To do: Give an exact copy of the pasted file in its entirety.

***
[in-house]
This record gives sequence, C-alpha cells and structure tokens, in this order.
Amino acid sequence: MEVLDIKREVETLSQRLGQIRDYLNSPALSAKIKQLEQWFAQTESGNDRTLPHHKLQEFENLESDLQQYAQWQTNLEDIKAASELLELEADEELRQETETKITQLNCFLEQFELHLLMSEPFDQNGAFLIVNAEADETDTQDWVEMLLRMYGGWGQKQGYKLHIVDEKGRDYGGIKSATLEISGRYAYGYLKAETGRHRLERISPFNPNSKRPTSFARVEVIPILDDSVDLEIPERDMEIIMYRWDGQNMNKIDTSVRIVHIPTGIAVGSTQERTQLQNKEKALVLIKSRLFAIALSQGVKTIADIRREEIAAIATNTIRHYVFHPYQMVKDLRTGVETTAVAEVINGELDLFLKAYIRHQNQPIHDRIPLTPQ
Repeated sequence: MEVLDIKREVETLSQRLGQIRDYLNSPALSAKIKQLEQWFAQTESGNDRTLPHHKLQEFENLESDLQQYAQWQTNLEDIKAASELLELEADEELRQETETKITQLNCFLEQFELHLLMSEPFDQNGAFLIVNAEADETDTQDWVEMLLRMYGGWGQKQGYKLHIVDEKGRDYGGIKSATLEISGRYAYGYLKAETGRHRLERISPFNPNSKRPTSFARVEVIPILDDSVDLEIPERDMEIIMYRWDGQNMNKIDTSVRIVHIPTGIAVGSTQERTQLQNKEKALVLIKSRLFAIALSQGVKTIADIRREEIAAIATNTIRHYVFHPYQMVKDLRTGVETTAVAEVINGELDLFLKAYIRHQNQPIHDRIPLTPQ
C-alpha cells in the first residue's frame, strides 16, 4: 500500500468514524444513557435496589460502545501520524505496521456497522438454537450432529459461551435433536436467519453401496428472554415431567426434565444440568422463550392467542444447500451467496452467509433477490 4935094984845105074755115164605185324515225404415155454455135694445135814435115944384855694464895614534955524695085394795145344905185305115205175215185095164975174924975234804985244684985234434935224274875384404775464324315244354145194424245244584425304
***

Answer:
[in-house]
This record gives sequence, C-alpha cells and structure tokens, in this order.
Amino acid sequence: MEVLDIKREVETLSQRLGQIRDYLNSPALSAKIKQLEQWFAQTESGNDRTLPHHKLQEFENLESDLQQYAQWQTNLEDIKAASELLELEADEELRQETETKITQLNCFLEQFELHLLMSEPFDQNGAFLIVNAEADETDTQDWVEMLLRMYGGWGQKQGYKLHIVDEKGRDYGGIKSATLEISGRYAYGYLKAETGRHRLERISPFNPNSKRPTSFARVEVIPILDDSVDLEIPERDMEIIMYRWDGQNMNKIDTSVRIVHIPTGIAVGSTQERTQLQNKEKALVLIKSRLFAIALSQGVKTIADIRREEIAAIATNTIRHYVFHPYQMVKDLRTGVETTAVAEVINGELDLFLKAYIRHQNQPIHDRIPLTPQ
Repeated sequence: MEVLDIKREVETLSQRLGQIRDYLNSPALSAKIKQLEQWFAQTESGNDRTLPHHKLQEFENLESDLQQYAQWQTNLEDIKAASELLELEADEELRQETETKITQLNCFLEQFELHLLMSEPFDQNGAFLIVNAEADETDTQDWVEMLLRMYGGWGQKQGYKLHIVDEKGRDYGGIKSATLEISGRYAYGYLKAETGRHRLERISPFNPNSKRPTSFARVEVIPILDDSVDLEIPERDMEIIMYRWDGQNMNKIDTSVRIVHIPTGIAVGSTQERTQLQNKEKALVLIKSRLFAIALSQGVKTIADIRREEIAAIATNTIRHYVFHPYQMVKDLRTGVETTAVAEVINGELDLFLKAYIRHQNQPIHDRIPLTPQ
C-alpha cells in the first residue's frame, strides 16, 4: 500500500468514524444513557435496589460502545501520524505496521456497522438454537450432529459461551435433536436467519453401496428472554415431567426434565444440568422463550392467542444447500451467496452467509433477490 4935094984845105074755115164605185324515225404415155454455135694445135814435115944384855694464895614534955524695085394795145344905185305115205175215185095164975174924975234804985244684985234434935224274875384404775464324315244354145194424245244584425304